Cognitive Development4

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Cognitive Development4 Powered By Docstoc
					Course outline Cognitive development
Przemek Tomalski Centre for Brain and Cognitive Development Birkbeck College, University of London, UK
Office: Room 103 email:

1. 2. 3. 4. 5. 6. 7.

Introduction. Key concepts and theories of cognitive development. Interactions with the physical world. Perception and object cognition. Conceptual development. Memory. Reasoning and problem solving. Executive functions. Language. Summary. Looking at cognitive development from different perspectives.

Early memory development


• Types of memory: explicit vs. implicit.
Autobiographical memory

• Explicit and pre-explicit memory in infancy • Procedural memory in infancy

Nelson & Webb (2002)
• explicit memory - ease of recall, single
trial learning, representations available semantically, highly associated with self

• non-explicit memory - various

systems (habits, motor plans, priming, conditioning), diverse methods of retrieval, less likely association with self

Early memory dev. (2)
• •
Bauer & Shore (1987) - 17-23 month olds remember temporally sequenced events (giving a bath to a teddy bear) even 6 weeks later Causal relations can organise events in early episodic memories (16-20 month olds, Bauer & Mandler, 1989) - the difference between arbitrary and causal sequences

Early episodic memory
• there is a gradual increase in memory for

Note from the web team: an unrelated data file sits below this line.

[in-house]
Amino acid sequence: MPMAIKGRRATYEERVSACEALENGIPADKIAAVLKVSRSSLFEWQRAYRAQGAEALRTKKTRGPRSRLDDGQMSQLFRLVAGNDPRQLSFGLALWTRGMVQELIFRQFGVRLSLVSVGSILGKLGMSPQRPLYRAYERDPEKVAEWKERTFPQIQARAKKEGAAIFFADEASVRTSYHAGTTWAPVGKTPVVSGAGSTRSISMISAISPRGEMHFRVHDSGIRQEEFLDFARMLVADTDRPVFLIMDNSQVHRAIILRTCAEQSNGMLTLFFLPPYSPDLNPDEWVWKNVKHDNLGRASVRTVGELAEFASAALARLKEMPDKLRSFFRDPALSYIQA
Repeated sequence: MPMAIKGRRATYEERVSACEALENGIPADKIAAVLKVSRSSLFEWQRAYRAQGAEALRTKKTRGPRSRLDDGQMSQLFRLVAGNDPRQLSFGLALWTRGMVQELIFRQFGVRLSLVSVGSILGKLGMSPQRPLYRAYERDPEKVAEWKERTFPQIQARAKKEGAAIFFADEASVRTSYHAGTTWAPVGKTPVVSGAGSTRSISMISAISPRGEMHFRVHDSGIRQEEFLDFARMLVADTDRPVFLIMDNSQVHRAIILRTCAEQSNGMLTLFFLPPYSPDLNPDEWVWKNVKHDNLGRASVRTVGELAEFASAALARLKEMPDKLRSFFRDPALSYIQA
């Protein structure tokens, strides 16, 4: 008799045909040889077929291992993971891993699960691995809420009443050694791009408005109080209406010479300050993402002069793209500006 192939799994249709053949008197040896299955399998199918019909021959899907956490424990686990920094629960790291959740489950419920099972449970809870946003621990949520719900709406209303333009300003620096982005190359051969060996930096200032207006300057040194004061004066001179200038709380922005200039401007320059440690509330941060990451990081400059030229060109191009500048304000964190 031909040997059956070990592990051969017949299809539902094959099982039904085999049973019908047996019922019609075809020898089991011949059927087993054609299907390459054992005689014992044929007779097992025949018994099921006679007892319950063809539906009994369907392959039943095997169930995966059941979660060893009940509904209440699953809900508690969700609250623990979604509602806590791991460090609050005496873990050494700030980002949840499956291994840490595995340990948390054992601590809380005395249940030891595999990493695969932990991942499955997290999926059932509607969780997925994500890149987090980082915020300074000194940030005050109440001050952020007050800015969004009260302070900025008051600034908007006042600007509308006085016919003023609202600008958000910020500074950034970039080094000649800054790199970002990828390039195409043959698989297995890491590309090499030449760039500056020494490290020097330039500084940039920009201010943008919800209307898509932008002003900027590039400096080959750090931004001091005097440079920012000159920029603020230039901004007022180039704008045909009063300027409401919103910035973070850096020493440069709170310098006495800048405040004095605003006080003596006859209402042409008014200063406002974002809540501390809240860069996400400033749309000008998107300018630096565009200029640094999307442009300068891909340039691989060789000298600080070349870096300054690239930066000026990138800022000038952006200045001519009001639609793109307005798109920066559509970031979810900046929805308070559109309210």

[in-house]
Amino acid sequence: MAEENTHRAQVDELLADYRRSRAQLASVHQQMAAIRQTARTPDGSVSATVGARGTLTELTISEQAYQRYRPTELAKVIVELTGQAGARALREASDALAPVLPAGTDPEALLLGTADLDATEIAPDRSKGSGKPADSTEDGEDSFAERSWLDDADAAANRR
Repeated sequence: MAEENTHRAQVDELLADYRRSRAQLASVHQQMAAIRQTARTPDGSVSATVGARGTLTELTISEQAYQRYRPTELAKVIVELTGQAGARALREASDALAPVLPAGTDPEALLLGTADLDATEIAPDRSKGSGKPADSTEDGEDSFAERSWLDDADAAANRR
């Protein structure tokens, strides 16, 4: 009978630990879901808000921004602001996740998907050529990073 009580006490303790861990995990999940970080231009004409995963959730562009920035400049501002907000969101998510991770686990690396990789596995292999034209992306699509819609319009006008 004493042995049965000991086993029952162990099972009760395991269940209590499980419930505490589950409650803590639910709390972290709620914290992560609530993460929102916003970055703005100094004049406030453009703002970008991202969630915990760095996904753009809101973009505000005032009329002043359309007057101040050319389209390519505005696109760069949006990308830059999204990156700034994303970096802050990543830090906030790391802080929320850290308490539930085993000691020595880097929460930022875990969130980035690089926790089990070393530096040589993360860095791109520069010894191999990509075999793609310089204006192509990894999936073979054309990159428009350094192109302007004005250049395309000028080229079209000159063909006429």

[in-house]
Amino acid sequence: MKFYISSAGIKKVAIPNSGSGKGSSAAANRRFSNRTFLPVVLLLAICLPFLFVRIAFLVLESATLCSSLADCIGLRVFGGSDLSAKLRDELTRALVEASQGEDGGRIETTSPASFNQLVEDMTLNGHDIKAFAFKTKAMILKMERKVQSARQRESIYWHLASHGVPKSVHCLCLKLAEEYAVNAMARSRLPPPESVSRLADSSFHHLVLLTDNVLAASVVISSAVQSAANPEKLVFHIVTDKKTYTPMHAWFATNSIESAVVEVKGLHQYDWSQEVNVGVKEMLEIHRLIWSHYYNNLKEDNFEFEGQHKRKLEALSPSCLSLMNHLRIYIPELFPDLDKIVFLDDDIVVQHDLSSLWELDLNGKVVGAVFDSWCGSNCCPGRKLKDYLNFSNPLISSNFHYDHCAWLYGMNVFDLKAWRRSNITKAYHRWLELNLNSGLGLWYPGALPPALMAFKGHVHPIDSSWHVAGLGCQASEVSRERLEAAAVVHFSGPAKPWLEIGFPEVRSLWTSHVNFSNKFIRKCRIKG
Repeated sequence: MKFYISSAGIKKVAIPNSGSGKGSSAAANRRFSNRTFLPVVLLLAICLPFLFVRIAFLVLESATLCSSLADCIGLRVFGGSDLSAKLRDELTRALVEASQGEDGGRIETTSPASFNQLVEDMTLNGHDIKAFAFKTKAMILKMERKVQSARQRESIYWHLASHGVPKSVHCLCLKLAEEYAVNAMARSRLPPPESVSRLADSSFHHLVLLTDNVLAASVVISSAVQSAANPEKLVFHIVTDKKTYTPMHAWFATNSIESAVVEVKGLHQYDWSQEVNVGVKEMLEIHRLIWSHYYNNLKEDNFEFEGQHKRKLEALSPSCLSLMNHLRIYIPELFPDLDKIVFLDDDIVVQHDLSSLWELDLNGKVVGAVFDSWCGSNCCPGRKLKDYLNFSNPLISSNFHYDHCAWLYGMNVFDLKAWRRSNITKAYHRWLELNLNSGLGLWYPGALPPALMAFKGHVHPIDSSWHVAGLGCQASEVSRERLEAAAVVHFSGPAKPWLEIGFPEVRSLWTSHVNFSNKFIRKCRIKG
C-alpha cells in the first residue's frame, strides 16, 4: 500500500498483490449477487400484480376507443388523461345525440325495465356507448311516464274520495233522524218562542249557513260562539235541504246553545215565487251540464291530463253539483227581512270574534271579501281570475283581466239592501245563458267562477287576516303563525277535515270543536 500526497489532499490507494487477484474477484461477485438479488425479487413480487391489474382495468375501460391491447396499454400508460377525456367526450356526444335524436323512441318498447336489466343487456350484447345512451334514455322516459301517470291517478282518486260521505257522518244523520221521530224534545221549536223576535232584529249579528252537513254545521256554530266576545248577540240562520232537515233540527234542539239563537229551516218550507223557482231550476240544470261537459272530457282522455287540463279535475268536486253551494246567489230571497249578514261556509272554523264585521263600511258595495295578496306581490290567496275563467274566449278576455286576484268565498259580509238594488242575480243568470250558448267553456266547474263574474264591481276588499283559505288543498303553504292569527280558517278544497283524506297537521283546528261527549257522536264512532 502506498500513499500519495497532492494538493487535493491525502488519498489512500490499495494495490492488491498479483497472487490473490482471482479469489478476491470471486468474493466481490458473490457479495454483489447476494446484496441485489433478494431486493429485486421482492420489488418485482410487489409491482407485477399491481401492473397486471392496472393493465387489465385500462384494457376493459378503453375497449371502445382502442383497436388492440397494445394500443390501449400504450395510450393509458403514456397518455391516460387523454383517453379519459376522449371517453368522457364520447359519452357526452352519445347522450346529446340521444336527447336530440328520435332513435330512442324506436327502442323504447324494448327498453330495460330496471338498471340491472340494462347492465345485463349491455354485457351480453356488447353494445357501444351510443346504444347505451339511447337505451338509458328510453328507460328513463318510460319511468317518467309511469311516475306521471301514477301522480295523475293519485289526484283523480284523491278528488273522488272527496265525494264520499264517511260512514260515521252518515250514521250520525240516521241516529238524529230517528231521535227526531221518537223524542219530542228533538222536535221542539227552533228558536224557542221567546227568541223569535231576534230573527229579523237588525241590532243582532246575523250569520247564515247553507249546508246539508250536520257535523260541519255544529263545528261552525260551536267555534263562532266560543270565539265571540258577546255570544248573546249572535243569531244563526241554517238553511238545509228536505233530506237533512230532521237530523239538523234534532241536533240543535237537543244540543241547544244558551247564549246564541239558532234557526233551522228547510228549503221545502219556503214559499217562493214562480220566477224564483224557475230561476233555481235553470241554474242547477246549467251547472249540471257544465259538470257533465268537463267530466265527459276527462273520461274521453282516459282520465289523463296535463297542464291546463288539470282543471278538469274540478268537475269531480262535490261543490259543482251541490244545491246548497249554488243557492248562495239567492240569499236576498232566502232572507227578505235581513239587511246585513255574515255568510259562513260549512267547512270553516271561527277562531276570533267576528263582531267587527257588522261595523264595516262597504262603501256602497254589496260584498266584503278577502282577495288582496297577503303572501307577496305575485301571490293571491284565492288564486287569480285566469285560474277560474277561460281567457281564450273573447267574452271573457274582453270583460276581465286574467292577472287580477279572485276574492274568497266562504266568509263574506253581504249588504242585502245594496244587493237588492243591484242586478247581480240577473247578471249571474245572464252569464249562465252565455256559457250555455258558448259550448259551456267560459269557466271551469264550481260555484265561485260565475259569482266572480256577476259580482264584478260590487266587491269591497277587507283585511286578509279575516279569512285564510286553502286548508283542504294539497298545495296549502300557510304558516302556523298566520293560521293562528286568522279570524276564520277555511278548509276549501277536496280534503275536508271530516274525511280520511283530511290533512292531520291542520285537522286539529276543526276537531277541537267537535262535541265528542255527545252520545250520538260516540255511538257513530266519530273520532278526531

temporally sequenced events between the ages of 1 and 3 years can retain the sequence for 1 month, while the same information is retained for 12 months in 36% 1 y-o and 67% 20 month olds

• 80% 1 year olds and 100% 20 month olds

Infantile amnesia
• Why children do not usually remember
events from the first 12 months of life?

Infantile amnesia (2)
• •
Freud suggested this lack of memory is due to the mechanism of repression, associated with emotionally traumatic events in early childhood others suggested that early memory is based on simple perceptual and motor qualities, thus irretrievable, since they are stored in a different format, not available to linguistically based encoding and retrieval mechanisms

• Moreover, autobiographical information is
not remembered well before the age of 3 years

• why?

Infantile amnesia (3)
• another hypothesis is related to the idea
that memory is a constructive process

Symbolic representations aid memory

• DeLoache was studying, how symbolic • 3 year olds but not 2.5 year olds can

• Fivush & Hammond proposed that the

representations can aid memory for places and events in 2.5 and 3 year olds effectively use symbolic (small-scale) representation to aid their memory for location of objects

absence of abstract structures for temporal and causal sequencing prevents infants from organising autobiographical memories in the first years in a retrievable form

Recognition memory
• recognition memory is the ability to
DeLoache 1989 recognise something is familiar and has been experience before recognition for previously presented pictures in 3-5 year olds (98%)

• Brown & Scott (1971) demonstrated high • the number of element repetitions (1 or 2)
mattered for the level of recognition

Implicit memory
• implicit memory can be defined as
memory without awareness; in tasks testing such memory children demonstrate they retain certain information but not necessarily being consciously aware of that recognition

Implicit memory (2)